Pramo Dongzung Ane Gompa, as seen from Tawang Monastery. (Photo Credit: Dr. Bibhash Dhar)
Pramo Dongzung Ane Gompa, as seen from Tawang Monastery. (Photo Credit: Dr. Bibhash Dhar)
Lord Buddha seated in Tawang Monastery. (Photo Credit: Dr. Bibhash Dhar)
Lord Buddha seated in Tawang Monastery. (Photo Credit: Dr. Bibhash Dhar)
The Monpas and The Tawang Monastery of Today

Even after three years of Independence, Tibetan monastery officials were collecting high taxes from the residents of Tawang and its surrounding areas. The Government of Assam was also paying an annual fee of 5,000 INR to the Tawang Monastery. The fear of taxes was so ingrained in the local population that even after Tawang was taken over by India, the Monpas were still worried that the Union Government of India would impose new taxes on them. Centuries of paying taxes to rulers had made it difficult for them to imagine a life without paying taxes. Reports have it that Major Khathing then gave them a lecture about India and its government, which would not exploit its people. This is how Khathing won their hearts.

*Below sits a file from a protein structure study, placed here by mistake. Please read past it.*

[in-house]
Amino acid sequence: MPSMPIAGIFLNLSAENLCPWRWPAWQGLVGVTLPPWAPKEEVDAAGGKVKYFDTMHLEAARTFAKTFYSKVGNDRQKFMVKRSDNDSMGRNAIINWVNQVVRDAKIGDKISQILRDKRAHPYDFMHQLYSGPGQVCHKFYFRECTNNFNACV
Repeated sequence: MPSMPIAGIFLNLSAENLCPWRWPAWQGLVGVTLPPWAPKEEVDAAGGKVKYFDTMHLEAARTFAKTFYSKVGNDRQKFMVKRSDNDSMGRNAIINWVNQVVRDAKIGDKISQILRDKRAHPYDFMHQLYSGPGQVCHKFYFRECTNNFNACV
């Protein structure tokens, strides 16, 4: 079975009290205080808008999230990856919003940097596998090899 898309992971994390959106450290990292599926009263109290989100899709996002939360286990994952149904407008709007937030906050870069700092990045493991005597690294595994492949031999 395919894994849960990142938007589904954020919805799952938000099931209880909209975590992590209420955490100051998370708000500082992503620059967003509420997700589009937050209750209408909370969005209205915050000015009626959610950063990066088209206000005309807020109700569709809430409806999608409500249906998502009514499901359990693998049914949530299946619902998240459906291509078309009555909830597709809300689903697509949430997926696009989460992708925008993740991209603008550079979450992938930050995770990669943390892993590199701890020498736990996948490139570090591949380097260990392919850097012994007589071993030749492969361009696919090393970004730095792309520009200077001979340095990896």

Nevertheless, coming back to the religion part it has to be stated that the Buddhism as practised by the Monpas of Tawang and West Kameng district is a mixture of Bon and Buddhism. Bon is the original religion of Tibet since the pre-Buddhist period and it was also the belief pattern of the Monpas in the past. However, some relics of Bon is still visible in some places in Tawang district.

After the departure of the Tibetans the Monpa Lamas took up the responsibility of the daily worship and other activities of the Tawang monastery. A good number of the Monpas in general dedicated their lives to the monastery and monastic duties. It was a norm with Buddhist Monpas that those families who had three or more sons, the second son was to be given in the monastery as a novice to become a Lama.